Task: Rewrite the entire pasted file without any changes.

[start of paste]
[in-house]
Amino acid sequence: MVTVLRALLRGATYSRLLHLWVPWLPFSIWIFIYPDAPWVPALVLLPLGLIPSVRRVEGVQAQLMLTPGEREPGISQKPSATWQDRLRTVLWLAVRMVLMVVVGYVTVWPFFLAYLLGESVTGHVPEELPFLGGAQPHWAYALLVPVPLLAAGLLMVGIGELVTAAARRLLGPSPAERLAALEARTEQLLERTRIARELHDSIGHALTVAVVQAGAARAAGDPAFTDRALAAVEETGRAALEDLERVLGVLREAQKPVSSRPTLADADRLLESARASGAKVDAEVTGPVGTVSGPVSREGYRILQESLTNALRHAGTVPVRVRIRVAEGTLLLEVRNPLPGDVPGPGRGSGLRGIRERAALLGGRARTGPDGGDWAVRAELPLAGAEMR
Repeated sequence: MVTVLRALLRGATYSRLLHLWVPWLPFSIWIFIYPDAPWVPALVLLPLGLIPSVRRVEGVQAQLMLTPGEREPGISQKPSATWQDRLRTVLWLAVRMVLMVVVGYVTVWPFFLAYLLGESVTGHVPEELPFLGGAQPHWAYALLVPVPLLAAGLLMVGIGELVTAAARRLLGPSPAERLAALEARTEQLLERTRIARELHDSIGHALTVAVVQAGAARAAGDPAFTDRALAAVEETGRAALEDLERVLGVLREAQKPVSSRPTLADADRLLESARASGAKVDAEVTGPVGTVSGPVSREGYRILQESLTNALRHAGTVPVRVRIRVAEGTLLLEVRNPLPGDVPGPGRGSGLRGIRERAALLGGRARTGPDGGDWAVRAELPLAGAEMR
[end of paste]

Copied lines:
[in-house]
Amino acid sequence: MVTVLRALLRGATYSRLLHLWVPWLPFSIWIFIYPDAPWVPALVLLPLGLIPSVRRVEGVQAQLMLTPGEREPGISQKPSATWQDRLRTVLWLAVRMVLMVVVGYVTVWPFFLAYLLGESVTGHVPEELPFLGGAQPHWAYALLVPVPLLAAGLLMVGIGELVTAAARRLLGPSPAERLAALEARTEQLLERTRIARELHDSIGHALTVAVVQAGAARAAGDPAFTDRALAAVEETGRAALEDLERVLGVLREAQKPVSSRPTLADADRLLESARASGAKVDAEVTGPVGTVSGPVSREGYRILQESLTNALRHAGTVPVRVRIRVAEGTLLLEVRNPLPGDVPGPGRGSGLRGIRERAALLGGRARTGPDGGDWAVRAELPLAGAEMR
Repeated sequence: MVTVLRALLRGATYSRLLHLWVPWLPFSIWIFIYPDAPWVPALVLLPLGLIPSVRRVEGVQAQLMLTPGEREPGISQKPSATWQDRLRTVLWLAVRMVLMVVVGYVTVWPFFLAYLLGESVTGHVPEELPFLGGAQPHWAYALLVPVPLLAAGLLMVGIGELVTAAARRLLGPSPAERLAALEARTEQLLERTRIARELHDSIGHALTVAVVQAGAARAAGDPAFTDRALAAVEETGRAALEDLERVLGVLREAQKPVSSRPTLADADRLLESARASGAKVDAEVTGPVGTVSGPVSREGYRILQESLTNALRHAGTVPVRVRIRVAEGTLLLEVRNPLPGDVPGPGRGSGLRGIRERAALLGGRARTGPDGGDWAVRAELPLAGAEMR